Decision Is in on Whether Stephen Colbert's Crew Will Be Prosecuted for Arrest at Capitol Complex

Photo by Richard Shotwell/Invision/AP

We reported last month about how a crew from the Stephen Colbert show was arrested by the Capitol Police in the Capitol complex in the Longworth House Office Building — one of the offices for members of the House.


Capitol Police responded to a disturbance call on the sixth floor of the building at 8:30 p.m. on June 16. There, the police found the Colbert crew who were unescorted (you have to be escorted by Congressional staff if you’re in the building). They had been ordered to leave the building earlier in the day, so they were charged with unlawful entry.

According to Fox’s Chad Pergram in a thread on Twitter, they had gotten interviews with some members of Congress earlier in the day, including Schiff and Auchincloss. Then an aide to Auchincloss allegedly let them back into the building at around 4 p.m. But then, instead of leaving, they roamed the hallways, unattended, for hours. They were arrested, ultimately, near Boebert’s office

They were originally let in by Rep. Adam Schiff’s staff, but then got back in the building later in the day and were reportedly walking around unescorted for hours, taking pictures outside the doors of House Minority Leader Kevin McCarthy (R-CA) and Rep. Lauren Boebert (R-CO), and banging on the doors of members of Congress.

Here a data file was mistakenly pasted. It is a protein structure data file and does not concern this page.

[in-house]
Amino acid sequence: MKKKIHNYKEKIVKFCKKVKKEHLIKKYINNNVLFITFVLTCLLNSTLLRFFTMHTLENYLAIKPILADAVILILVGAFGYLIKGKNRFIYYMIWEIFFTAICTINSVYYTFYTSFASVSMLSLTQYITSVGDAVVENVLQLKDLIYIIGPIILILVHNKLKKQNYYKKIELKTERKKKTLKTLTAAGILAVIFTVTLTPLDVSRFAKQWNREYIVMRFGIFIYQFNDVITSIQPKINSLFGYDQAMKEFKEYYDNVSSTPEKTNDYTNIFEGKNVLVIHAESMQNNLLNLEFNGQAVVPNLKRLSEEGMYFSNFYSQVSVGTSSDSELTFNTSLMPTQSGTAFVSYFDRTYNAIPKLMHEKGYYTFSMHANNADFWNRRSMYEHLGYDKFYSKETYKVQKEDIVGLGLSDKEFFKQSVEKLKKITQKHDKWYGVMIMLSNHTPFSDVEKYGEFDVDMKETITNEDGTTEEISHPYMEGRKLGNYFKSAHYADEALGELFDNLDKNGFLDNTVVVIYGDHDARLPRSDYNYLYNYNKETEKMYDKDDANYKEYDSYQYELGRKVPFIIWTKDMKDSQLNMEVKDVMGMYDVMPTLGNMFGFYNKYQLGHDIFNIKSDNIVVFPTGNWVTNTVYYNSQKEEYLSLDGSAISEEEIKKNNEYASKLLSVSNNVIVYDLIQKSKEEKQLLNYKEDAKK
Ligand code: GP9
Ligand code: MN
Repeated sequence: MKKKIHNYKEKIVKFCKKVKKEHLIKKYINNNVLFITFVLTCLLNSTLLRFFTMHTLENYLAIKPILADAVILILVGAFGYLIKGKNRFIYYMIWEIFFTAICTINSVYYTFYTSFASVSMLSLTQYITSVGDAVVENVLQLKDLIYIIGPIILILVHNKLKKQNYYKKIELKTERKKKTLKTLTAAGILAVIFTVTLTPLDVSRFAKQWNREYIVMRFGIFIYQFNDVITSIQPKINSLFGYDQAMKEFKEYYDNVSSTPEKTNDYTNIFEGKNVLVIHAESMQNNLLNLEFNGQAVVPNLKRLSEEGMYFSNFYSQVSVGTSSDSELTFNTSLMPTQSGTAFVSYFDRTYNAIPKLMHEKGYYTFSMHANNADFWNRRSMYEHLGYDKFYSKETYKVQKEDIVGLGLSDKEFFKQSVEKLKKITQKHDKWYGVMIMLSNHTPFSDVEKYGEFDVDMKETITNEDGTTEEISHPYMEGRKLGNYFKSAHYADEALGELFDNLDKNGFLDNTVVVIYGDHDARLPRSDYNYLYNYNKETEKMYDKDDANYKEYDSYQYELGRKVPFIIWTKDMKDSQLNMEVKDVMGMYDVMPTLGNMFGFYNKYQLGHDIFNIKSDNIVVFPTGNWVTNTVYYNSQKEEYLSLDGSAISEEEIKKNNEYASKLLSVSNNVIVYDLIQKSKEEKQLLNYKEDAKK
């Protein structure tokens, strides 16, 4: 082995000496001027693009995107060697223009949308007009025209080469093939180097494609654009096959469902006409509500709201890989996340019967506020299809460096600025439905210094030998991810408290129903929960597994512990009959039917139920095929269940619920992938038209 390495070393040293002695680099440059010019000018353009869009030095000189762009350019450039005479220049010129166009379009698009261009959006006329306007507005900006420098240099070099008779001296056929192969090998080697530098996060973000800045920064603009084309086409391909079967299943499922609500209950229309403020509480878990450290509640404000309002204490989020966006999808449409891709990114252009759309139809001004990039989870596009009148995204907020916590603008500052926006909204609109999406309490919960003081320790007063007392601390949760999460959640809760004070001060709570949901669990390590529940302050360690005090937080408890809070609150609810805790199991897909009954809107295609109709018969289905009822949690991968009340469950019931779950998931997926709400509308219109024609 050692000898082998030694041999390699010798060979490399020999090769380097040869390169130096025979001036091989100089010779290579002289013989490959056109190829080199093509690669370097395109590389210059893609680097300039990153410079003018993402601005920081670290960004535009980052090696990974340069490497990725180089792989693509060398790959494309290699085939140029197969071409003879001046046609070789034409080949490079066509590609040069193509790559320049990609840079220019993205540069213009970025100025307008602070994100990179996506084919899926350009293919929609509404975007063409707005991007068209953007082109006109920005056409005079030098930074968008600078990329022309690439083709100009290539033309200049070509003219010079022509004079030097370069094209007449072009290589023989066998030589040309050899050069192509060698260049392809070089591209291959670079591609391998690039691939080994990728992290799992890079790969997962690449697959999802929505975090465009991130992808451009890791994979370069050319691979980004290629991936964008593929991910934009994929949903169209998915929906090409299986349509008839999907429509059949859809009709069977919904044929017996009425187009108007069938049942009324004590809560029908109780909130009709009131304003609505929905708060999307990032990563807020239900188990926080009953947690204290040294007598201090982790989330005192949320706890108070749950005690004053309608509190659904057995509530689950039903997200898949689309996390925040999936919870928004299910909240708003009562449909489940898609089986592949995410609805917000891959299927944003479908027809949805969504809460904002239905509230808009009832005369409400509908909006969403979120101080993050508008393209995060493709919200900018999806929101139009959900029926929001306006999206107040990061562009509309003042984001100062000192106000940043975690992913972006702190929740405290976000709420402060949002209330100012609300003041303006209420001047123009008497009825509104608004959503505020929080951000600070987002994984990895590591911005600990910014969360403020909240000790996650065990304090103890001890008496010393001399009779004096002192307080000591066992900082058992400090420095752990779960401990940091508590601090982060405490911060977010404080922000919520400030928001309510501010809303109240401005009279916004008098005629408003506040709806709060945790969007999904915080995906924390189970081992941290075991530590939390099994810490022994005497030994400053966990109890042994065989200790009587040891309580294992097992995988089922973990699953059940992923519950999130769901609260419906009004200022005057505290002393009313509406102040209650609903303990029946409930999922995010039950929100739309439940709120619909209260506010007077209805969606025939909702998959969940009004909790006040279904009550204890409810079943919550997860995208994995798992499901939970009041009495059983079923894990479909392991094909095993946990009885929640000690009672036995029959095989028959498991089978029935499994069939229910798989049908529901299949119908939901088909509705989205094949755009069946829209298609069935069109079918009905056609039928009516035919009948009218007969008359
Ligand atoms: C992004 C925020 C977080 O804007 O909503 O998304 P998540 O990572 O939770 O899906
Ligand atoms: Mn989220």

But now, the word is in from the U.S. Attorney’s Office as to whether they will be prosecuting the case against the Colbert crew — and you probably could have predicted the answer to that question from the minute you heard about the case and the people who were involved.


From Deadline:

In a statement, the U.S. Attorney’s Office in Washington, D.C. said that they could not move forward with charges because those detained “were invited by Congressional staffers to enter the building in each instance and were never asked to leave by the staffers who invited them, though, members of the group had been told at various points by the Capitol Police that they were supposed to have an escort.” [….]

The U.S. Attorney’s Office said that to prosecute, “the office would be required to prove beyond a reasonable doubt that these invited guests were guilty of the crime of unlawful entry because their escort chose to leave them unattended. We do not believe that it is probable that the office would be able to obtain and sustain convictions on these charges.”

So let’s review.

Rep. Barry Loudermilk (R-GA) had constituents visit him in his office building on Jan. 5, 2021, his staff showed them around, they took pictures, and left. They were not in the Capitol Building and they left when they were done. They were not caught in the building after hours and they were not banging on the doors of members of Congress or harassing anyone. But the Democrats falsely accused Loudermilk of letting people in to do reconnaissance, for which there was no evidence. But Democrats’ visitors are okay apparently to wander at will and pound on the doors.


On Jan. 6, some of the defendants argued they were let in by the police, and at least one person was acquitted on that basis. He entered but had not done anything else. As far as I know, we haven’t seen the DOJ decide not to prosecute any of the Jan. 6 people on that basis.

Can we say two systems of justice? It would seem so.


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